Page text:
The local economy improved last year, citizens polled in a survey by Market Facts and Opinions (MFO) have said.
In 2011, approximately two in every ten people surveyed by MFO believed the economy was in good shape.
One year later that perception improved to 26 per cent, about three out of every ten respondents.
(See Graph 1)
These were some of the findings of the MFO survey commissioned by the Trinidad Express Newspapers.
The survey was conducted over a two-week period by MFO from November 26 to December 8, 2012 to assess the Government's mid-term performance.
Interviews were conducted by four MFO teams in northwest, northeast, central and south Trinidad as well as in Tobago.
The ethnicities of the respondents polled were Afro-Trinidadian (43 per cent), Indo-Trinidadian (38 per cent) and Mixed/Other (19 per cent).
The sample error of the survey was plus/minus four per cent.
The first part of the survey was published in the Sunday Express yesterday.
It indicated that Prime Minister Kamla Persad-Bissessar's approval rating declined from 54 per cent (of respondents polled) in 2011 to 38 per cent last year.
The initial poll, from which comparisons were drawn, was conducted by MFO in April 2011, and commissioned by the Trinidad Express.
With regard to the perception of the economy and standard of living, MFO said of the survey results: "In 2011, approximately two in every ten persons interviewed (21 per cent) assessed the economy favourably. The proportion of persons with this outlook has increased to three in every ten persons (26 per cent) in 2012, Notably consistent with the 2011 findings, approximately half of the sample deems the economic state as fair."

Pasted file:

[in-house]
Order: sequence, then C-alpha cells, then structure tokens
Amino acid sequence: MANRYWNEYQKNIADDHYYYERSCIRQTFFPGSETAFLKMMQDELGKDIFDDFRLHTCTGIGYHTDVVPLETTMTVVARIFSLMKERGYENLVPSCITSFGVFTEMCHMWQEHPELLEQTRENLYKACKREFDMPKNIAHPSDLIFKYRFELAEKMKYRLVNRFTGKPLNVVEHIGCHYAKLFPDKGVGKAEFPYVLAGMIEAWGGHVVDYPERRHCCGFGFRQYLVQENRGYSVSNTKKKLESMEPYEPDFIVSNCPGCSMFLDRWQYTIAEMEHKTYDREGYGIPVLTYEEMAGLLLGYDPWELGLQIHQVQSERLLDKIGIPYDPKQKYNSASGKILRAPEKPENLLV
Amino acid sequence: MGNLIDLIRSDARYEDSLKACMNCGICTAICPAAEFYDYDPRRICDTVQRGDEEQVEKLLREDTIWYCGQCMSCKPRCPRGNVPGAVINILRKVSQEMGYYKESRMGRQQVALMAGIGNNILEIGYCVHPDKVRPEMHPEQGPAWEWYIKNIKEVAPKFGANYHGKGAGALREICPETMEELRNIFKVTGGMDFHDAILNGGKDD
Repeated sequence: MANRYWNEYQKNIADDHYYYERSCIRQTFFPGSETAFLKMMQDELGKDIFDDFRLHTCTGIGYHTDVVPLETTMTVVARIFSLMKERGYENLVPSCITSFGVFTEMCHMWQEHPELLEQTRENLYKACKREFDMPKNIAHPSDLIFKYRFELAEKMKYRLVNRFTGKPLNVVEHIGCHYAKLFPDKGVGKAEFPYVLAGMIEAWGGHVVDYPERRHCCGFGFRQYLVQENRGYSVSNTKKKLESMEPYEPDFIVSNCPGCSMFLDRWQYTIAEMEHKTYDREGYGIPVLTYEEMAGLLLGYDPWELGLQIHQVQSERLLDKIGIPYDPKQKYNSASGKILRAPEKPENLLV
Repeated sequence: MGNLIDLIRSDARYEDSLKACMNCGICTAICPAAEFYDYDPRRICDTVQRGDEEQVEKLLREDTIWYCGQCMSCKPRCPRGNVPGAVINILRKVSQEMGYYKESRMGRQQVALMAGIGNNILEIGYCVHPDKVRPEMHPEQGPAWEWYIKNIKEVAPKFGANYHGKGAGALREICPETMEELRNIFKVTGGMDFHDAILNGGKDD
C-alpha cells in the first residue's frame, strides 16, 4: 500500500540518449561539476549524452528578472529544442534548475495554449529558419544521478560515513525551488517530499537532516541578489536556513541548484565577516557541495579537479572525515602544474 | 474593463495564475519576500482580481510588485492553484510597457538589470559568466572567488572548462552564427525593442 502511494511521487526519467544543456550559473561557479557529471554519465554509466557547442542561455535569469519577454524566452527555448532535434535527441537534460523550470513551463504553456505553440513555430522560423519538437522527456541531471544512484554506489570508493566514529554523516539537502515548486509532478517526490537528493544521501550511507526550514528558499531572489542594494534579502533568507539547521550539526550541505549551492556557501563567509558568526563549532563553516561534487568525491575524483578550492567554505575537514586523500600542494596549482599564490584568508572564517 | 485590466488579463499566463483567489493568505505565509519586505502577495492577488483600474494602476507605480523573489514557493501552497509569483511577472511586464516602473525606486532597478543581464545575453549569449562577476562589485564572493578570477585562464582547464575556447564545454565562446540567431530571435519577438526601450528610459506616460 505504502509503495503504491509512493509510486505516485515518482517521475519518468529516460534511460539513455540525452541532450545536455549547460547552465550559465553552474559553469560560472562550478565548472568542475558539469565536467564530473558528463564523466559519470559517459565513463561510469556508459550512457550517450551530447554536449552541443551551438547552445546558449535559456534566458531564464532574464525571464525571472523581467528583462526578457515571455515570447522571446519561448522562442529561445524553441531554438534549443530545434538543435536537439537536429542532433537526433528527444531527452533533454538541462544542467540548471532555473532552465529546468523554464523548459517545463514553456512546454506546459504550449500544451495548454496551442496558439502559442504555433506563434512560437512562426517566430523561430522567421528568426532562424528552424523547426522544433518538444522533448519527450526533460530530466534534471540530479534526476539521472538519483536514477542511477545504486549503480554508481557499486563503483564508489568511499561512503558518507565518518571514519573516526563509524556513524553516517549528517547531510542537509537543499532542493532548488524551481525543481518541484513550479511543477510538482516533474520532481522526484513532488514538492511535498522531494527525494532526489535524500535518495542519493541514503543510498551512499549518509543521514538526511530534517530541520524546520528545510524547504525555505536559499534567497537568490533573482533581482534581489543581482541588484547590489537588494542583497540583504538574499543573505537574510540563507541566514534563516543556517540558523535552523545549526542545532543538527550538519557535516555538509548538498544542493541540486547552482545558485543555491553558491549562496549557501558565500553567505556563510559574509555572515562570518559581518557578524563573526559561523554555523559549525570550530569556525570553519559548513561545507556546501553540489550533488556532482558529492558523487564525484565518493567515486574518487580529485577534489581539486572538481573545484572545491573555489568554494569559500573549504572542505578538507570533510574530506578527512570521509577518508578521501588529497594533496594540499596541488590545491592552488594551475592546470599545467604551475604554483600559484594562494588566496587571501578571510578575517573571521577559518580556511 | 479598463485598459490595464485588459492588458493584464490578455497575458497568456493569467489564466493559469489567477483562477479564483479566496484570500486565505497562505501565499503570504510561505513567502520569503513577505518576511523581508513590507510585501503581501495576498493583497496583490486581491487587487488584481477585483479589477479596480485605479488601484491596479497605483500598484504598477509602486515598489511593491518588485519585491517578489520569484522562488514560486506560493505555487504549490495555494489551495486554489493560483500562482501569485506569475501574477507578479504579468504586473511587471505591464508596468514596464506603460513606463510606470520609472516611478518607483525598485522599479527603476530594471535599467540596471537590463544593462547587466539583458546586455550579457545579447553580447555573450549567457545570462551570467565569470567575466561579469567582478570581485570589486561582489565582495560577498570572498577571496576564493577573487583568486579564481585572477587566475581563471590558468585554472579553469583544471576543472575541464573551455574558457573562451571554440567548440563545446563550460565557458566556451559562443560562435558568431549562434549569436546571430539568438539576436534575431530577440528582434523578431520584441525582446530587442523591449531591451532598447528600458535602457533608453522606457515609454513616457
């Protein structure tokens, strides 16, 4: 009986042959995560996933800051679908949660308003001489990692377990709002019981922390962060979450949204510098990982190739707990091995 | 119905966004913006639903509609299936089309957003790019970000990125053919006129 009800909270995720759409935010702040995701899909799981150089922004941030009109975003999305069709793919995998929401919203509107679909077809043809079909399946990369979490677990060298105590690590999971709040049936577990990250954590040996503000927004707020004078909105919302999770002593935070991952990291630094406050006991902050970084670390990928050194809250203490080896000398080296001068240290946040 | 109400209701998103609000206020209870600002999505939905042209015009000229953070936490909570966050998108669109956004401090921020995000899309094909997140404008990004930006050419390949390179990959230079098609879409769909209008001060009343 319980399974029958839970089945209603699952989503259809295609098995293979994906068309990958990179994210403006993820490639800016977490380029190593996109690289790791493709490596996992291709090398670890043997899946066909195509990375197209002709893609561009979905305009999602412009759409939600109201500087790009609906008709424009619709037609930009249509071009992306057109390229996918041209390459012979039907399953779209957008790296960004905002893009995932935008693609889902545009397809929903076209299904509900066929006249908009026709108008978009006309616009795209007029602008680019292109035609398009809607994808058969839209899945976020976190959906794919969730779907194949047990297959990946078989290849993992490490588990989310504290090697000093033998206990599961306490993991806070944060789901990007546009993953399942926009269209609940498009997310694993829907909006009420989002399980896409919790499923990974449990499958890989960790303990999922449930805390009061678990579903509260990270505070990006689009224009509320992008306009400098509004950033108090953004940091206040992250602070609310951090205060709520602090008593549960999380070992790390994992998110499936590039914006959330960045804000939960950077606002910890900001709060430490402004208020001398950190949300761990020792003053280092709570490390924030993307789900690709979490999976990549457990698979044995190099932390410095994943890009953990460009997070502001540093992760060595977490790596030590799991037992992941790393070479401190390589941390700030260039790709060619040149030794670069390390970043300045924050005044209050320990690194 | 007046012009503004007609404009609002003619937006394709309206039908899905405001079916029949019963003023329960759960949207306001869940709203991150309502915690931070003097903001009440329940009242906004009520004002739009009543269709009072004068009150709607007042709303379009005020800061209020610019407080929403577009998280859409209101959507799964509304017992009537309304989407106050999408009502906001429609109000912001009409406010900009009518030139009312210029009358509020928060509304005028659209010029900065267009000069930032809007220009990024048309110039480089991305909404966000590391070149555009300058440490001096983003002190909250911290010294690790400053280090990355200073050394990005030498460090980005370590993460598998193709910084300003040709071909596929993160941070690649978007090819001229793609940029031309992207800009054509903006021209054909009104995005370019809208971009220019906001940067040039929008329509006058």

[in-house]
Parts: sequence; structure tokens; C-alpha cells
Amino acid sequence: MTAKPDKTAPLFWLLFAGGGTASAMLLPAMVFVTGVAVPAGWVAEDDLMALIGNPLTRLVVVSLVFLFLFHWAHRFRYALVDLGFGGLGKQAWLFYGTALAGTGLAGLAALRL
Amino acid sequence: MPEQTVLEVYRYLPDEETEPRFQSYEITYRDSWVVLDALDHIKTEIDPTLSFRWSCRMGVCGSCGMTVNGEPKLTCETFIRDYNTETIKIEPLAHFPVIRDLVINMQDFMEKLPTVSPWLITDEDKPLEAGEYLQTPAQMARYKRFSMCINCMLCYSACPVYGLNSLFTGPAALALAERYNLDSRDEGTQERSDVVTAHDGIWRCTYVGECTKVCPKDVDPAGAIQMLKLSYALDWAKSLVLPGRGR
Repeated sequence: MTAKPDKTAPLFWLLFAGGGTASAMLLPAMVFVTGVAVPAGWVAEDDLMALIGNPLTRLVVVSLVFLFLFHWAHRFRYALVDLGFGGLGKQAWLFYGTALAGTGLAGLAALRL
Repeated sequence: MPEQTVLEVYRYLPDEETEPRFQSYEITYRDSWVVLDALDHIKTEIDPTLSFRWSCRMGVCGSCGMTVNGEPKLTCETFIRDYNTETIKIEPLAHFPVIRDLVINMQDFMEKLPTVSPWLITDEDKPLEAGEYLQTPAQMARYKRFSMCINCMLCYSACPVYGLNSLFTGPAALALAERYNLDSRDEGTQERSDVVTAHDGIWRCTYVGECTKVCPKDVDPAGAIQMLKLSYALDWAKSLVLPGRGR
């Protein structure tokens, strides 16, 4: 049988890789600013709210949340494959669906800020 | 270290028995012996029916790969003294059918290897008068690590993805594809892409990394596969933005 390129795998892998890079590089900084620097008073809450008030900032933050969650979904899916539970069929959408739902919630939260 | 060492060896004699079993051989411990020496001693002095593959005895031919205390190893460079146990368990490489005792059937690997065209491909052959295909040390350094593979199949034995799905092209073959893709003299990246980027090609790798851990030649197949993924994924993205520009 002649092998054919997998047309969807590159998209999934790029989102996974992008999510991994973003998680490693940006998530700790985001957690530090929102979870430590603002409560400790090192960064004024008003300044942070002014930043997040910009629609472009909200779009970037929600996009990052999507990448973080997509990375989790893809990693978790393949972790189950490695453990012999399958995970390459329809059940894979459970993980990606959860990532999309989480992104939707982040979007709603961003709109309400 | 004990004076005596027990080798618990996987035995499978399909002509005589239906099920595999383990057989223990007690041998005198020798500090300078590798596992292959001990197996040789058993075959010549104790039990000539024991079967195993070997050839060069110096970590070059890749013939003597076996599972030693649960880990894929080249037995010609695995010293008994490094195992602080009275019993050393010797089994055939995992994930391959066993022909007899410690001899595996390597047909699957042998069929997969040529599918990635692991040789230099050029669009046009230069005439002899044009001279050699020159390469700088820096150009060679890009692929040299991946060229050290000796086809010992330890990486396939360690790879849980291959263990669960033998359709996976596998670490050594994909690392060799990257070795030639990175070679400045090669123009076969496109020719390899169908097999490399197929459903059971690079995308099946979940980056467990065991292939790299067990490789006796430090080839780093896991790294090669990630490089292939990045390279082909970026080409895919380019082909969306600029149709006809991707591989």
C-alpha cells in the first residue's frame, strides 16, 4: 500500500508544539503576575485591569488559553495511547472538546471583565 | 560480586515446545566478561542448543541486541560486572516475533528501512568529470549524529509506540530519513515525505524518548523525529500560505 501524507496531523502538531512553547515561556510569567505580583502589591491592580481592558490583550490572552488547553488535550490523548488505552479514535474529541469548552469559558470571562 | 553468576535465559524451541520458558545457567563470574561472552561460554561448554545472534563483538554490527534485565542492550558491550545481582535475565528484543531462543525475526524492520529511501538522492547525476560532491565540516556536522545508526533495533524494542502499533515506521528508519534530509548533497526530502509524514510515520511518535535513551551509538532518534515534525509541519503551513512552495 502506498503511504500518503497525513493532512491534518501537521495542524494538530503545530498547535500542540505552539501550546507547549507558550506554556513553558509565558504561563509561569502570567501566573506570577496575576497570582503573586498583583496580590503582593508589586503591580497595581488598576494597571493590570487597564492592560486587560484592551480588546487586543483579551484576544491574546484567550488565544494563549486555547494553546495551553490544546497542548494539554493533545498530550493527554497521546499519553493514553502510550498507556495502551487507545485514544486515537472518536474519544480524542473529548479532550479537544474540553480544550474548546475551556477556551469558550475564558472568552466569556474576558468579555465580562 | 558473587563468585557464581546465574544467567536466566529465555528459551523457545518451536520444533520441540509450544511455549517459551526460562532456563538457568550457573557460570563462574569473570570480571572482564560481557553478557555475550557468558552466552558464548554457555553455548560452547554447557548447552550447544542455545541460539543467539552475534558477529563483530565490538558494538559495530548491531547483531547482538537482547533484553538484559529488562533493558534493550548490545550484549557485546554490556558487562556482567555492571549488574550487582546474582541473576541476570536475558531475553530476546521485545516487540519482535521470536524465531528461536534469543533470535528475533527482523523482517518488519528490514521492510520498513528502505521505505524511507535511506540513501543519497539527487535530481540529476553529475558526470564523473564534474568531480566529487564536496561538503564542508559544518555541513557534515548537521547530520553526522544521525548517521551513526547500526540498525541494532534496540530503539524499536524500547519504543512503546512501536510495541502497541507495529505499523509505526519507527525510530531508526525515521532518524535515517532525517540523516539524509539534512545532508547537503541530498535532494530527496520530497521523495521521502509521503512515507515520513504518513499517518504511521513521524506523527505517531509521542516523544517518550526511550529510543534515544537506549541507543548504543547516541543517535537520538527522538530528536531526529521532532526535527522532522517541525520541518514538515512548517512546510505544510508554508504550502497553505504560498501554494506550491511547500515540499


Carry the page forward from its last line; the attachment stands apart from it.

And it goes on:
When it comes to standard of living, the majority of respondents interviewed felt that their standard of living had remained the same. (See Graph 2)
In the past 12 months, 56 per cent of the respondents felt their standard of living was the same, 19 per cent said it had improved while 25 per cent said it had worsened.
That was an improvement from 2011, when 51 per cent of respondents felt their standard of living had remained the same, 18 per cent believed it had improved and 31 per cent felt it had worsened.
"Increasingly, respondents perceived a stablilisation in their standard of living," MFO said in its analysis of the survey results.
The MFO concluded that in 2012, respondents were less worried about their personal financial situation than they were in 2011.
"One in two persons indicated that they were not concerned at all about losing their job. This shows an increase in optimism about job security in 2011 as there was an eight per cent increase in the proportion of persons who held this view.
"Thus it may be deduced that although individuals are less concerned about their job security, they still are concerned about their ability to maintain their present standard of living and personal bills," the MFO said.